Ambrose Gwinnett Bierce was an American satirist, editorialist, journalist, and short story writer. He wrote the short story “An Occurrence at Owl Creek Bridge” and compiled the satirical The Devil’s Dictionary. Born June 24, 1842, in Ohio, died 1914 in Mexico.
Here’s how Bierce defined some things:
Acquaintance: A person whom we know well enough to borrow from, but not well enough to lend to.
Alliance – in international politics: The union of two thieves who have their hands so deeply inserted in each other’s pockets that they cannot separately plunder a third.
Apologize: is to lay the foundation for a future offense.
Belladonna: In Italian a beautiful lady; in English a deadly poison. A striking example of the essential identity of the two tongues.
Brain: An apparatus with which we think we think.
Cabbage: A familiar kitchen-garden vegetable about as large and wise as a man’s head.
Cynic: A blackguard whose faulty vision sees things as they are, not as they ought to be.
Debt: An ingenious substitute for the chain and whip of the slavedriver.
Doubt: Who never doubted, never half believed. Where doubt is, there truth is – it is her shadow.
Faith: Belief without evidence in what is told by one who speaks without knowledge, of things without parallel.
Fidelity: A virtue peculiar to those who are about to be betrayed.
Fork: An instrument used chiefly for the purpose of putting dead animals into the mouth.
Friendless: Having no favors to bestow. Destitute of fortune. Addicted to utterance of truth and common sense.
Genius: To know without having learned; to draw just conclusions from unknown premises; to discern the soul of things.
Historian: A broad-gauge gossip.
Homicide – There are four kinds: felonious, excusable, justifiable, and praiseworthy.
Impartial: Unable to perceive any promise of personal advantage from espousing either side of a controversy.
Incompatibility: In matrimony a similarity of tastes, particularly the taste for domination.
Insurance: An ingenious modern game of chance in which the player is permitted to enjoy the comfortable conviction that he is beating the man who keeps the table.
Jealous: Unduly concerned about the preservation of that which can be lost only if not worth keeping.
Knowledge: The small part of ignorance that we arrange and classify we give the name of knowledge.
Learning: The kind of ignorance distinguishing the studious.
Liberty: One of imagination’s most precious possessions.
Logic: The art of thinking and reasoning in strict accordance with the limitations and incapacities of the human misunderstanding.
Love: A temporary insanity curable by marriage.
Mad: Affected with a high degree of intellectual independence.
Majority Rule: We submit to the majority because we have to. But we are not compelled to call our attitude of subjection a posture of respect.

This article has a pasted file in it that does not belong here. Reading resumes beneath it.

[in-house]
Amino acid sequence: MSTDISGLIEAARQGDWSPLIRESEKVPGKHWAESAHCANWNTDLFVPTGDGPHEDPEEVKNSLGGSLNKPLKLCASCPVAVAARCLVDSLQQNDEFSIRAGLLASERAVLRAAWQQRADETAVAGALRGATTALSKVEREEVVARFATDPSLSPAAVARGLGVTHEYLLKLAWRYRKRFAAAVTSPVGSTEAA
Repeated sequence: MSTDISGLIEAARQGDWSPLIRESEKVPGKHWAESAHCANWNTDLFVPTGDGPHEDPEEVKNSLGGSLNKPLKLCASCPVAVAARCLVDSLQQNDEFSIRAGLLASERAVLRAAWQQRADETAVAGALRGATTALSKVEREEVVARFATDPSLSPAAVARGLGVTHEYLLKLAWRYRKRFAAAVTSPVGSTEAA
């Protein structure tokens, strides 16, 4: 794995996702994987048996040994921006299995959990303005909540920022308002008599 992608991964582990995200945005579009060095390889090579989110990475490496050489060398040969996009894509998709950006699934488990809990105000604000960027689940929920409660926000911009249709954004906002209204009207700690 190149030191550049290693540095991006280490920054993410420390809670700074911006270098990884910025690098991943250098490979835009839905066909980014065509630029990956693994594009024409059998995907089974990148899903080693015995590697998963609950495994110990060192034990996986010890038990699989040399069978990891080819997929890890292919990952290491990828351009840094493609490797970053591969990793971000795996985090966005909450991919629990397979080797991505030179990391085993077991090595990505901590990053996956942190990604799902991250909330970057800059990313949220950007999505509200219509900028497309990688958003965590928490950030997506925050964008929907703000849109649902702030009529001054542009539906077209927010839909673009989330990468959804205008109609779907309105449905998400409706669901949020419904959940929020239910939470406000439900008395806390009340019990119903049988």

Marriage: The state or condition of a community consisting of a master, a mistress, and two slaves, making in all, two.
Meekness: Uncommon patience in planning a revenge that is worth while.
Middle of the Road: We know what happens to people who stay in the middle of the road. They get run over.
Ocean: A body of water occupying about two-thirds of a world made for man – who has no gills.
Optimism: The doctrine or belief that everything is beautiful, including what is ugly.
Patience: A minor form of despair, disguised as a virtue.
Philosophy: A route of many roads leading from nowhere to nothing.
Politeness: The most acceptable hypocrisy.
Politics: A strife of interests masquerading as a contest of principles. The conduct of public affairs for private advantage.
Prescription: A physician’s guess at what will best prolong the situation with least harm to the patient.
Present: That part of eternity dividing the domain of disappointment from the realm of hope.
Religion: A daughter of Hope and Fear, explaining to Ignorance the nature of the Unknowable.
Revolution: In politics, an abrupt change in the form of misgovernment.
Sabbath: A weekly festival having its origin in the fact that God made the world in six days and was arrested on the seventh.
Skepticism: It is evident that skepticism, while it makes no actual change in man, always makes him feel better.
Trial: A formal inquiry designed to prove and put upon record the blameless characters of judges, advocates and jurors.
Vote: The instrument and symbol of a freeman’s power to make a fool of himself and a wreck of his country.
War: What this country needs what every country needs occasionally is a good hard bloody war to revive the vice of patriotism on which its existence as a nation depends.